Materials Science and Nanotechnology

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Nanoparticles for advanced two-phase heat transfer solutions

International Conference on Nanomaterials and Nanochemistry
November 29-30, 2017 | Atlanta, USA

Simone Mancin

University of Padova, Italy

Keynote : Mater Sci Nanotechnol


Innovative strategies for high heat flux dissipation are strongly needed to overcome the intrinsic limitations of the traditional cooling schemes. Passive cooling represents an interesting way to dissipate the heat rejected by electronic devices and when it is associated to a phase change, it can be very effective. The most common phase change process used in the electronics cooling is the liquid–vapor one (i.e. boiling), since it can be found in the heat pipes and vapor chambers largely used to cool electronics devices. On the other hand, the solid-liquid phase change process (as in the case of a phase change material, PCM) is another interesting possibility to reject even high heat loads, especially when they are intermittent as in the case of most electronics cooling. In the last decades, nanotechnologies have been demonstrated to open new interesting opportunities for the two-phase heat transfer enhancement on both liquid-vapor and solid-liquid processes. In particular, the use of nanoparticles to improve the heat transfer properties of fluids has been largely studied and implemented since the concept of nanofluid was firstly advanced by S Choi in 1995. Despite of the large research efforts on nanofluids, the results are still contradicting, especially in two-phase heat transfer, where the nanoparticlesfluid interaction is added to the already very complex phase change phenomenon. This lecture covers the most advanced research activities carried out the Nano Heat Transfer Lab (NHTLab) of the University of Padova; in particular, the results on surface functionalization via nanoparticles deposition during nanofluid boiling and the development of nano-PCM by seeding different carbon black and allumina nanoparticles in common paraffin waxes are presented and critically discussed to explore the possible use of these enabling technologies for the next generation of cooling strategies.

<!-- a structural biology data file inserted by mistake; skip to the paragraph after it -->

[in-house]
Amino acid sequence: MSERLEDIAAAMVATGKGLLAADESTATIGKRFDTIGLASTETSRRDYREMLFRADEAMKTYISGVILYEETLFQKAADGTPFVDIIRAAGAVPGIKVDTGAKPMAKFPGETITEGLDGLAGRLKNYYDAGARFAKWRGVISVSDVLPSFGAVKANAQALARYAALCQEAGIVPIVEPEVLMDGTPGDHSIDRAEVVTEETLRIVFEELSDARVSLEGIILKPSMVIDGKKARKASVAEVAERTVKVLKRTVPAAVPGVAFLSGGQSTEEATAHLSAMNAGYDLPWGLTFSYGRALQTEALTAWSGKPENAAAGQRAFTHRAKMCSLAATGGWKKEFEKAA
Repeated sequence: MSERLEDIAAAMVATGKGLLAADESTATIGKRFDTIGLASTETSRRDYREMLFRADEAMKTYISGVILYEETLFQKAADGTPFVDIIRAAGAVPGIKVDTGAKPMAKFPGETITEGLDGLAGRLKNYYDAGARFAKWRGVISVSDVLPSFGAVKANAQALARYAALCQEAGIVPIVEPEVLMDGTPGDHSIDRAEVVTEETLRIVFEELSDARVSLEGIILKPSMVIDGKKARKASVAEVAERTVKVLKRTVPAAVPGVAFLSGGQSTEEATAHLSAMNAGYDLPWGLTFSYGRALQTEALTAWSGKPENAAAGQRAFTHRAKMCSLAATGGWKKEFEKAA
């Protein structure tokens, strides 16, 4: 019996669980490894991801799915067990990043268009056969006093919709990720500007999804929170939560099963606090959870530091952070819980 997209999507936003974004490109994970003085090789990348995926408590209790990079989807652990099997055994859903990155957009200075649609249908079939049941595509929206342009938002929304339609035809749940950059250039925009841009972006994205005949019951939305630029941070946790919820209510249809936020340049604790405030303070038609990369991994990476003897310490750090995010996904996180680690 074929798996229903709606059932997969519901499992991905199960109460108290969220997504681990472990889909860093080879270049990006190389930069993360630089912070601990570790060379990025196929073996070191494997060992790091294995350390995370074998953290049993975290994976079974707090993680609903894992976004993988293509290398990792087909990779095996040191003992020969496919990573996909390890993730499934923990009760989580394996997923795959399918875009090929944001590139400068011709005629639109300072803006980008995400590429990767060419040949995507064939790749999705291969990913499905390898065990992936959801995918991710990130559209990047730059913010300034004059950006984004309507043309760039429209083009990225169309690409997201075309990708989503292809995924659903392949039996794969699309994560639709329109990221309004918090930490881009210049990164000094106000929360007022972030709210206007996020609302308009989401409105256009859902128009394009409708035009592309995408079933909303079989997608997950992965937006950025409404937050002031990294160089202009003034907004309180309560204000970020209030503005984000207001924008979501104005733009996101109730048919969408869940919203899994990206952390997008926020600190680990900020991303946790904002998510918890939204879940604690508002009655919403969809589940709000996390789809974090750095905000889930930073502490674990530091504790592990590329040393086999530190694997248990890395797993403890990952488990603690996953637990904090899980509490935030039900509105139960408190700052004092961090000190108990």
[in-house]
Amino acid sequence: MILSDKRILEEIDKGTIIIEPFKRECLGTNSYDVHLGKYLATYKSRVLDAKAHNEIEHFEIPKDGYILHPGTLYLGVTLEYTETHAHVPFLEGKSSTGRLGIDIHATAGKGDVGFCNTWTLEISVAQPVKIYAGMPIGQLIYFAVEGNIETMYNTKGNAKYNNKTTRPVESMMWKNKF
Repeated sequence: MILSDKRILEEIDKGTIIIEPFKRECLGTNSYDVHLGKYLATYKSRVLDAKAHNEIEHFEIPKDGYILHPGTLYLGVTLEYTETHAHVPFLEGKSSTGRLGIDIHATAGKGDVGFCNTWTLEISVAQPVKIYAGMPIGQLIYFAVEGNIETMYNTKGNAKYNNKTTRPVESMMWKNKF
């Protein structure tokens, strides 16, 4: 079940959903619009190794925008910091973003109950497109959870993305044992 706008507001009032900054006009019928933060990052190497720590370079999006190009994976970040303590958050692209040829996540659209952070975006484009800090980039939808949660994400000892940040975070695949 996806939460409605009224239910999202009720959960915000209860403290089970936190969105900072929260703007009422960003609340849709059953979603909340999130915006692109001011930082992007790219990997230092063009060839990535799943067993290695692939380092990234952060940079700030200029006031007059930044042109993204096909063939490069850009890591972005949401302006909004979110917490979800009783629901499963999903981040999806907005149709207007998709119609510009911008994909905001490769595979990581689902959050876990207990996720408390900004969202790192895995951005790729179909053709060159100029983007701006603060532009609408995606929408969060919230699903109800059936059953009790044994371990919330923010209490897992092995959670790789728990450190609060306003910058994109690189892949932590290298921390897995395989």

Simone Mancin is an Associate Professor at the Dept. of Management and Engineering of the University of Padova, where he teaches three courses: Applied Physics, ThermoFluid-dynamics, and Thermal Management of Electronics Devices. He set up an independent laboratory on Nano Heat Transfer (NHT-lab) where he has focused his research activities on Nanotechnologies applied to advanced single and two-phase heat transfer. In particular, his current research projects involve the use of nanoparticles to improve the heat transfer performance of phase change materials for enhanced thermal energy storage and to obtain specific surface functionalization via nanofluid pool boiling. Moreover, other research projects regard the experimental and numerical analyses of single and two-phase (both condensation and evaporation) heat transfer inside microgeometries and nanostructured materials aiming at developing innovative solutions for smart, efficient, and compact heat exchangers for refrigeration and air conditioning, and electronics cooling applications. He is author and co-author of more than 80 scientific papers published in several peer-review international journals and in proceeding of national and international congresses; he acts as reviewer of several scientific international journals. He is member of IIR B1 scientific commission and fellow of ASME.

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